Is It Getting Easier to Refinance Student Loans?


There are plenty of options when it comes to refinancing a mortgage. Same goes for auto loans. But until fairly recently, refinancing student loan debt was more of an idea than a reality. While a few programs were created to help lower student loan interest rates, these options were limited and mostly geared toward new borrowers.

However, there’s now a sliver of good news for those individuals paying off massive student loan debts on high interest rates. Recently there’s been a surge of Banks and Credit Unions getting into the refinancing game and many of them are offering refinancing options that could give lots of graduates a needed a break on their interest rates.

Liz Westin recently published an article looking at some of the companies joining the student loan refinancing industry. In it, she highlights what motivates these programs and what options they afford to borrowers. Her intro sums up the article perfectly:

“Student loan borrowers who feel trapped by high-rate private loans finally have more options to refinance their debt, but not everyone will be able to find relief.”

So the answer to the question “Is it getting easier to refinance student loans?” is “Yes, for some.

Whether you’re actively considering refinancing your student loans or simply curious about available options for student loan debt repayment, it’s essential to be informed in order to make the best financial decision for your circumstances. Here are some common questions you may have:

What does it mean to refinance your student loans?

When you choose to refinance your loan, the company you use to refinance “buys” your loan from your current lender. They then reset the terms of your old loan (ideally for the better) and your repayment with them begins. Essentially, you’ve created a new loan contract with a new lender even if the initial loan sum remains the same. Refinancing is a tempting opportunity for some because the new terms may offer a lowered or fixed interest rate and consequently lower interest payments.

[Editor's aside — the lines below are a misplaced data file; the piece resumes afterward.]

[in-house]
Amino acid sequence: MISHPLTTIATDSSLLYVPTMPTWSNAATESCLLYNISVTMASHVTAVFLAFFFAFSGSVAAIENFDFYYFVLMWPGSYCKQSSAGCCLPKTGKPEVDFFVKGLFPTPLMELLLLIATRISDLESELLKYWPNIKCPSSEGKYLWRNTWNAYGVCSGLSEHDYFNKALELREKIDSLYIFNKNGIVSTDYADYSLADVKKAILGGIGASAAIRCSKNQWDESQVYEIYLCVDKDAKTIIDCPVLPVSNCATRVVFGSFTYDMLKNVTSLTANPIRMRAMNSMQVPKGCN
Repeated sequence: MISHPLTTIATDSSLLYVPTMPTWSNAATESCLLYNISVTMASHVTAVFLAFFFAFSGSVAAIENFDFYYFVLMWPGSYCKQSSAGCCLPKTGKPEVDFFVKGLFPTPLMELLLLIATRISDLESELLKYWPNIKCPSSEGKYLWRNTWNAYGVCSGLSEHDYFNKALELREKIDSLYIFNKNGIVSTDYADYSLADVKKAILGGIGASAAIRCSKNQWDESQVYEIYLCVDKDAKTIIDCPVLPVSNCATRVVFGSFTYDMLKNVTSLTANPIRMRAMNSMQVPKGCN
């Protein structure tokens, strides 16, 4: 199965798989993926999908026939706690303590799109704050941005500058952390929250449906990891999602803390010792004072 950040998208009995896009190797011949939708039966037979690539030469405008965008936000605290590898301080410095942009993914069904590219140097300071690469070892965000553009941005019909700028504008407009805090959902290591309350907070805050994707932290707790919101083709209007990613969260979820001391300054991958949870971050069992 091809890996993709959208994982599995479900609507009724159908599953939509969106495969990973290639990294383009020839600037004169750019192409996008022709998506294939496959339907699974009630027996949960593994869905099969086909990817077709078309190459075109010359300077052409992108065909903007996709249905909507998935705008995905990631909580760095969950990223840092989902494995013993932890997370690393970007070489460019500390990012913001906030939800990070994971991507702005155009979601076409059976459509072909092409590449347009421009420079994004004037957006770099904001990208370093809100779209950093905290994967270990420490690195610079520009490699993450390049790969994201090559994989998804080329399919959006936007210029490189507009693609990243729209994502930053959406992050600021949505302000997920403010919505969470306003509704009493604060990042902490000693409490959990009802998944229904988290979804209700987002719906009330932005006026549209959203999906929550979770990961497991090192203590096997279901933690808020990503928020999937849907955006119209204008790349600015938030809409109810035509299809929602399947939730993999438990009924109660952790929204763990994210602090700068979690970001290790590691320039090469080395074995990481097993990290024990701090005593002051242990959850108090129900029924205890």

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How is it different from consolidating?

There’s a lot of confusion around consolidating vs. refinancing and rightly so since the terms are similar in their objective: to offer monthly payments that are easier (and cheaper) for those in repayment. However, there is a slight difference. When you consolidate your loans, you’re compiling various loans into one new loan. For example, you might have three different loans with different interest rates, but your new consolidation loan would have just one interest rate. On the other hand, you can refinance your loans without consolidating them into one larger loan, which can be good or bad depending on the circumstances.

Federal student loan consolidation is also slightly different than private student loan consolidation:

  • Consolidating your federal student loans means your lender will remain the same but you’ll get a new repayment plan based on a new interest rate.
  • Consolidating your private student loans often means switching to a different lender. In that case, any protections offered by your previous lender are not carried over.

Who benefits from refinancing?

Most commonly, borrowers who have loans with high variable or fixed interest rates and have a higher than average credit score or a willing co-signer have the highest potential to benefit from refinancing. But because there are numerous factors that contribute to the terms of a refinanced loan, each situation should be evaluated individually.